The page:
BY GEOFF HOBSON
When Bengals running back Corey Dillon heard of the death of Cincinnati police officer Kevin Crayon last weekend, he couldn't get it out of his head. So he decided to donate $1,000 and his No. 28 jersey. The money is headed to a Provident Bank fund for the fallen policeman's children. The jersey, provided by Bengals equipment manager Rob Recker, is headed to radio station Q102 for an auction producing money for the fund.
"There's no compensation for the loss of a loved one," Dillon said after practice today. "He left behind three children and being a father myself, if something ever happened to me, God forbid, I would want people to remember my kids."
Dillon and Recker put their heads together and came up with the plan. Just last week, Dillon was charged with fourth-degree assault, a charge he denies, but the two incidents are unrelated in Dillon's mind.
"During the bye (this past weekend), I spent a lot of time watching the news," Dillon said. "I'm not doing it to boost my image. I don't need to do that. I did it pretty much as a father. It's a tragedy. I just thought if I could do something to help, why not? They're looking to get something like $20,000, so I hope this kick starts it."
Donations to the Crayon memorial fund can be made at area Provdent Banks.
GOOD-BYE SPINNEY:** Spinney Field is officially out of Bengaldom at 10 a.m. Friday, when the Bengals donate $500,000 and their old practice facility in Lower Price Hill to the Cincinnati Recreation Commission. Bengals executive vice president Katie Blackburn is to make the presentation at a news conference with Cincinnati Mayor Charlie Luken, Hamilton County Commissioner Bob Bedinghaus, CRC director Wayne Bain and CRC president Dan Gilday. The CRC plans to use Spinney for a variety of recreation purposes.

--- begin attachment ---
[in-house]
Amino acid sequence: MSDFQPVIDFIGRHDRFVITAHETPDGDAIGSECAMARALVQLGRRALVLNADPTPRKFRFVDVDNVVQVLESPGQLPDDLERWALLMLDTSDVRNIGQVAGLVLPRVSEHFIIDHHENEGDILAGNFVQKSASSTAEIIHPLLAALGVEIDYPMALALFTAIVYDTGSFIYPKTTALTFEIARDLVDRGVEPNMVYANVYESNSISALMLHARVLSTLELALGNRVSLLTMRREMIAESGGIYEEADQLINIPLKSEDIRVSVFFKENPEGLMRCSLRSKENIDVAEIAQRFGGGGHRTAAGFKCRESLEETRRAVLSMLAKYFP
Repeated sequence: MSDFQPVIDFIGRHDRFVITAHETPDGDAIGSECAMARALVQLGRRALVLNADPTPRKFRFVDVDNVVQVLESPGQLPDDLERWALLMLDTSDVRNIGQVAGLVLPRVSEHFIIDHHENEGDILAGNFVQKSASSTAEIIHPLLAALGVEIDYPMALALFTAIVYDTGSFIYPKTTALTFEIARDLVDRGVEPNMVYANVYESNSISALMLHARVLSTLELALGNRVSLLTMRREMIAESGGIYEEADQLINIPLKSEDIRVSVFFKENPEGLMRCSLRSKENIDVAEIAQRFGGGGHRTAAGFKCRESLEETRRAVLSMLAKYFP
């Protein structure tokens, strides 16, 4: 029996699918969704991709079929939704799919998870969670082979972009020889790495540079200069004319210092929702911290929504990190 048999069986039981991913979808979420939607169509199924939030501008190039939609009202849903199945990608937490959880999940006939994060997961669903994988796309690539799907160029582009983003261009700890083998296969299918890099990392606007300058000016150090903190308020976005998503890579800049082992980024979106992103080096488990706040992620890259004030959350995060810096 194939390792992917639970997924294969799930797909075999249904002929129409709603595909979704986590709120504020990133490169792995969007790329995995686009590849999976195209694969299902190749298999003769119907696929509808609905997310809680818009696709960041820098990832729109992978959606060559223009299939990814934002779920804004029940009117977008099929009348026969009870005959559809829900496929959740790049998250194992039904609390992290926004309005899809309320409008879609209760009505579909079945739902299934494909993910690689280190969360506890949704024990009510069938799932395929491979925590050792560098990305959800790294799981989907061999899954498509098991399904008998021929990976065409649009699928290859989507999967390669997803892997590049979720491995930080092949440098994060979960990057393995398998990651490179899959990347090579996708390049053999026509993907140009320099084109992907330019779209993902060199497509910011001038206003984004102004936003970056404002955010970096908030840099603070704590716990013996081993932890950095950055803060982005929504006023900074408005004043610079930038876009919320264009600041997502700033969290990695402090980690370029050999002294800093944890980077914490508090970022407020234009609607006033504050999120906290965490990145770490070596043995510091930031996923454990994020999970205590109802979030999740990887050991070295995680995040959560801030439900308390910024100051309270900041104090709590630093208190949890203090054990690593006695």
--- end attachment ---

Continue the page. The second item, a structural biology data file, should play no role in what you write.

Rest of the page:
LEVINE PACKAGE:** When the Bengals go into one of their pass defenses, agent David Levine has five players on the field in nose tackle Oliver Gibson, defensive end Reinard Wilson, cornerback Rodney Heath and safeties Darryl Williams and Tremain Mack. He made Mack a happy man today when his client signed a one-year extension in which he gets $200,000 up front and a $475,000 salary next season. Levine said incentives could take the package to $1 million if he plays a lot of safety.
It was a big week for Mack, 25, a fourth-year player who was voted co-captain of special teams after a Pro Bowl season as a kick returner. Levine has seen alcohol erase his client as a certain first-round pick and land him in jail last year for five months after a second DUI with the Bengals capped a series of alcohol-related offenses in three states. But now Mack's comeback has been as gratifying as his fall was devastating.
"I don't like to talk about the past because that's where I want to keep it," Mack said.
Levine said counselors check in with him, but he's no longer in the NFL's rehab program. It's believed Mack is tested 10 times per month for alcohol use, the NFL maximum, with as little as four hours notice.
"Not much gets Tremain excited," Levine said. "But you could tell he was really excited about being named captain. He'd like to play his whole career there. Not many teams would have stuck by him like the Bengals did."
The Bengals and Levine did discuss extending Gibson's deal, but those talks won't happen until after the season. Gibson, arguably the most productive free agent the Bengals have ever signed, will then be headed into the final year of a three-year deal.
Gibson and Wilson have a competition going for who gets the most sacks this season. Gibson won't say if it's a bet and Levine said, "I just hope they both get double digits because they'll become rich men."
PREP NIGHT:** Bengals officials expect to finalize a deal that will make the Highlands-Elder matchup on Sept. 16, the first high school game in Paul Brown Stadium. The 7:30 p.m. game is attractive to the club because it's on a Saturday night in which the Reds aren't in town. A crowd of 30,000 is expected, which is about the minimum a PBS game could draw. The club think its temporary grass is holding up well.
"It's something we can't do every weekend," said Troy Blackburn, the club's director of business development. "But it's a good week to have a high school event in there. We think the grass is in pretty good shape."